How the Consolidation of the Big Five Affects the Publishing Industry

As mentioned above, the U.S. Department of Justice (DoJ) sued to stop Penguin Random House from purchasing Simon & Schuster in 2021, citing antitrust laws. The DoJ only intervened after six writers’ groups and a nonprofit organization sent a letter, which stated that the purchase would diminish competition and drive down advances for authors, thus impacting who could afford to publish their manuscripts.

Feeling a little lost? Try thinking of the publishing industry in these terms: an indie publisher is like a small town that’s located near a big city (a.k.a. a Big Five publisher). While the small town has all the basics, it may not have everything you need, so maybe you take a trip to the city. While you’re there, though, you might as well grab some groceries and get lunch from a chain restaurant. Of course, your small town has a grocery store and restaurants, too, but the city was just more convenient.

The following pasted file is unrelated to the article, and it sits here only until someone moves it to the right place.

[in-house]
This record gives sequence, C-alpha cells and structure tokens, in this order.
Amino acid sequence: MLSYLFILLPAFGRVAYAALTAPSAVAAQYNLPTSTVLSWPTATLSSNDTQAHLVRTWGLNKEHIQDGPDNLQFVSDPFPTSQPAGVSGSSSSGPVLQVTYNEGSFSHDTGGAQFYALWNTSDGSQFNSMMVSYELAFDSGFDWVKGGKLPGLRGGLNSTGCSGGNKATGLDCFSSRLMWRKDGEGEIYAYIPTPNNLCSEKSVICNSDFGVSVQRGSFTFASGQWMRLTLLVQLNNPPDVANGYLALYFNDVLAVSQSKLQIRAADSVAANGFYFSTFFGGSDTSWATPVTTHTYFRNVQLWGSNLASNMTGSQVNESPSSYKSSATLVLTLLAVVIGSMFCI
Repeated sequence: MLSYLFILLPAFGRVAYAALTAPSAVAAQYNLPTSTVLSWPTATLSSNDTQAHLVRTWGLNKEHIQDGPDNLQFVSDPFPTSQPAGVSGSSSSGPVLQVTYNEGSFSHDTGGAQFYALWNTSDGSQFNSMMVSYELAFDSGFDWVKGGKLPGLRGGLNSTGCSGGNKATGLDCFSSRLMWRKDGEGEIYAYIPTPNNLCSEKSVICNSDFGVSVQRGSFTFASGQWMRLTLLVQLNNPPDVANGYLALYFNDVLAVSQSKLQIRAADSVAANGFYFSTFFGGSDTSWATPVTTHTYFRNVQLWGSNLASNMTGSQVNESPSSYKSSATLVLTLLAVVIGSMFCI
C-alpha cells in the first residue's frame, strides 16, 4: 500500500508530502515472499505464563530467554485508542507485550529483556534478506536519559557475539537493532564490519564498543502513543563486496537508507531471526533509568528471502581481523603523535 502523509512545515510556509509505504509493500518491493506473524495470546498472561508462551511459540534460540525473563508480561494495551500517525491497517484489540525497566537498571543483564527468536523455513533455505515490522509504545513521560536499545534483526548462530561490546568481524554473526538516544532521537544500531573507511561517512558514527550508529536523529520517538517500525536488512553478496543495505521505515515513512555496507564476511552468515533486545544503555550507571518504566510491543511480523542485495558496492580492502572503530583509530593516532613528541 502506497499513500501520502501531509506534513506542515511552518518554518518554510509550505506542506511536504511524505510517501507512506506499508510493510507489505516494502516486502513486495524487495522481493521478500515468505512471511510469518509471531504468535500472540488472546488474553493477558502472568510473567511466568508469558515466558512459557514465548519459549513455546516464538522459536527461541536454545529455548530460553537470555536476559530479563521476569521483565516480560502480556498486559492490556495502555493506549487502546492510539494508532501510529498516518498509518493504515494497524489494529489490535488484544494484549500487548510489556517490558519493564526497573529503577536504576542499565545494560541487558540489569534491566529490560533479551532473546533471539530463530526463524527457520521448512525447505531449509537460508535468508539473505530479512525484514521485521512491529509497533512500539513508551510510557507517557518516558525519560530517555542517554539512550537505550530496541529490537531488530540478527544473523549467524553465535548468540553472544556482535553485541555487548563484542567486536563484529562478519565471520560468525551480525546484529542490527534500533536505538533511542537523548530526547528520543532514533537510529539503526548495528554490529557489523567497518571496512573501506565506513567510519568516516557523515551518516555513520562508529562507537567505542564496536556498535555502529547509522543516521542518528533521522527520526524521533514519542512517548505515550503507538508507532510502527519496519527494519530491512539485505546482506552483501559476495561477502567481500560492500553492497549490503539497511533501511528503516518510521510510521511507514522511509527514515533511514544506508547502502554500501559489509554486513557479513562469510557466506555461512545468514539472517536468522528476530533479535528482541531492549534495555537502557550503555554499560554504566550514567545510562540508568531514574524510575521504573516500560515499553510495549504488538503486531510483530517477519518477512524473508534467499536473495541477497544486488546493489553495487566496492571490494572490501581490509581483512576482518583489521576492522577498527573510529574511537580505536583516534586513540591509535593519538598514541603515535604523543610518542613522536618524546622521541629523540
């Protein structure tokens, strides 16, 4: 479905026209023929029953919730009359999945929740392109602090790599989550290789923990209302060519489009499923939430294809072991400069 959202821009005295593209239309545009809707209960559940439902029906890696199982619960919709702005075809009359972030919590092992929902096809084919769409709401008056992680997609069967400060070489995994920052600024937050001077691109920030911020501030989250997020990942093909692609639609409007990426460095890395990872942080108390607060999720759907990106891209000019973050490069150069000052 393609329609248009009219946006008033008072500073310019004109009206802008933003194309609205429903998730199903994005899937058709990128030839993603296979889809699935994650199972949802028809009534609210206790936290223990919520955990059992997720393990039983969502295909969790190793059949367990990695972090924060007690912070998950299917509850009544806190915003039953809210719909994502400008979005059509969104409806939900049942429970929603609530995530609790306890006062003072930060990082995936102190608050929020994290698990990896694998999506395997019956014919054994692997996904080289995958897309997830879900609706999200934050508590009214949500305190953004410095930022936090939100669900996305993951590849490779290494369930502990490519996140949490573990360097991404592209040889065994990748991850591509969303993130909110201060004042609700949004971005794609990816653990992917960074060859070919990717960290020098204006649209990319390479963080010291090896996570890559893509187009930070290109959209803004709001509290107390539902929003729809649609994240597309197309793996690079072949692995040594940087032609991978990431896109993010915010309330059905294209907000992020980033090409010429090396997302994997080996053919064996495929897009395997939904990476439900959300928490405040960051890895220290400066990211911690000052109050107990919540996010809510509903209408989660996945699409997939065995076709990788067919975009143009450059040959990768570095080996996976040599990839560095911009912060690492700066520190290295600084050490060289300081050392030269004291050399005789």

publishers weekly books

In one scenario, the city might grow outward, acquiring the small town and replacing the locally owned stores with bigger chains. A second scenario, though, might see more and more people leaving the small town for the city altogether. With less support, small-town businesses might shutter, driving even more folks away in a vicious circle. 

In both scenarios, the bigger entity — here, the city — wins by eliminating the competition. Both acquiring the town and luring consumers away are tactics that bolster the behemoth and crush the small businesses. In a sense, a mega-publisher would cause the same issues, making it challenging for indie publishers, booksellers and writers to not only be treated equitably, but have a fighting chance. 

How Does the Big Five Publisher Consolidation Impact Indie Publishers, Writers and Booksellers?

When more and more publishers and booksellers consolidate, the harder it is for indie publishers, booksellers and writers to survive. While the Big Five aren’t true monopolies, they still have the means to make the publishing landscape unlivable for indie publishers. This, in turn, limits competition when it comes to acquiring authors and their works. 

More consolidations within publishing would drive down author advances, thus limiting who has the time and resources to write and publish a book. Not to mention, if the Big Five were to consolidate further, fewer people would have the power to decide what gets published. This, in turn, impacts market trends and who gets to be represented in the stories we all read. 

publishers weekly books